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Gardening in November 1906

Read on to see what gardening advice was being given back in November 1906. The advice was useful, technical and also rather moral as in “Better far put love into the home and garden than into the pint mug that makes so many homes wretched, and reduces so many gardens to that of the sluggard”. So, don’t be a sluggard, instead read on and see what jobs you need to complete this month.

Finish harvesting and storing potatoes and all other root crops. Frequently overhaul potatoes and remove any that are diseased. As the ground is cleared let it be heavily manured, or ridged up, or dug, or trenched, the surface being left as rough as possible.

Now is also a good time to scour ditches. Gather manure or other rubbish off the roads and mix it with the manure of pigs or saturate it with the house slops so as to make a viable compost. Run a hoe through the cabbages, winter onions and broccolis and see that no weeds get up in corners or out-of-the-way places.

Growing Fruit

Prune fruit trees, roses and grape vines on walls as soon as the leaves fall. Also thin the wood out of standards apples and pears that may be overcrowded. There is no gain but a serious loss in overcrowding them as a rule with leaves and wood too weak to fruit. Small fruits of equal weight will not bring one-half the money as larger and the thinner the trees are then the heavier the fruit.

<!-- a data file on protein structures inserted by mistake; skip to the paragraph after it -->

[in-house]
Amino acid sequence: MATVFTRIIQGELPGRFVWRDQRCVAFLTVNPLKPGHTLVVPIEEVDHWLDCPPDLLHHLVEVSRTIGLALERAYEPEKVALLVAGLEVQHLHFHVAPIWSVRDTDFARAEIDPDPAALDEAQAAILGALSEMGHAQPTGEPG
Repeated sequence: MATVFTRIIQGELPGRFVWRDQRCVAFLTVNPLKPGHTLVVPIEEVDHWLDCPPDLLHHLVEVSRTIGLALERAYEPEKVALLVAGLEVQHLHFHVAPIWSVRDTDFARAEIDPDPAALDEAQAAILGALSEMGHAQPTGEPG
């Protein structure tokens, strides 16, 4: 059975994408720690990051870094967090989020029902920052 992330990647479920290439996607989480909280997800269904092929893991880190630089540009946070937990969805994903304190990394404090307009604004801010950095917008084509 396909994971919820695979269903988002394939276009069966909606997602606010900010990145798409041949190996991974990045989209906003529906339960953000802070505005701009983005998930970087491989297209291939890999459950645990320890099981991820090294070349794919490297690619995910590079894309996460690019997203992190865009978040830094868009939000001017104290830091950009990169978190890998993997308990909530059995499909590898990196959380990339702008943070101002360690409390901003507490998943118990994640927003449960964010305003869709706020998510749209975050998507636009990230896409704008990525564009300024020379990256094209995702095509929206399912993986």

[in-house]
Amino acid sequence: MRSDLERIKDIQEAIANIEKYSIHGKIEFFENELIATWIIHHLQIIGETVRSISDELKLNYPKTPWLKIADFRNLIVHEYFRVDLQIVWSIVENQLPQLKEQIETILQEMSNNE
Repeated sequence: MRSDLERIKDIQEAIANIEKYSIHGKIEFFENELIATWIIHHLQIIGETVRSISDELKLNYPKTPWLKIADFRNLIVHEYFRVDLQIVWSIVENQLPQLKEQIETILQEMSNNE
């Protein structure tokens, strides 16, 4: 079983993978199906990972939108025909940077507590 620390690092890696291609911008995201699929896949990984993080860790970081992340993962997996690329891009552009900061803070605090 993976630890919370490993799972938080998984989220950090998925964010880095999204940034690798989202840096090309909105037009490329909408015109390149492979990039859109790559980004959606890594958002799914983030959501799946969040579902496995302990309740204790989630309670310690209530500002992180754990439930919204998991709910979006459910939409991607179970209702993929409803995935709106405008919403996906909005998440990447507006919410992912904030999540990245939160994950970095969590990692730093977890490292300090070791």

Gooseberries and currants should also be pruned and all the prunings collected into faggots for the oven if fuel is scarce. If not, let the prickly prunings at once be burned and all the roots. Greens and other rubbish impregnated with weeds be burned with or by them, also a quantity of marl or clay. These fires of useless prunings will also provide a most useful heap of ashes, better than manure for many gardens.

Clear up the flower beds and borders, clean walks and roads, attend to the plants in the windows, and see that everything inside and outside the house has a cared for appearance. Better far put love into the home and garden than into the pint mug that makes so many homes wretched, and reduces so many gardens to that of the sluggard, so forcibly depicted by Solomon in the Bible. In the humblest as well as in the highest stations it is the “hand of the diligent that maketh rich” and also happy.

Plant apples, pears and cherries as early in the month as possible and protect the roots from frost-bite by tolerable thick mulchings of moss or litter so as to entice the roots to gain a fresh bite as soon as possible.

Sow in warm situation a row of First Crop or Ringleader Peas and a few Early Mazagan Beans.

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Lis

About Lis

Our Suttons Blog comes from Lis Wallace, Head of Customer Service here at Suttons since 2002. Living on the edge of Dartmoor Lis has a large and “somewhat tricky” garden split across several levels but with the bonus of a stream tumbling through and a large, fertile veg patch. Across the blog Lis will share some of the knowledge she has gained over the years from her father, from working at Suttons and also from her own trial and error. Storm the Jack Russell is bound to chip in now and then. That’s what terriers do!

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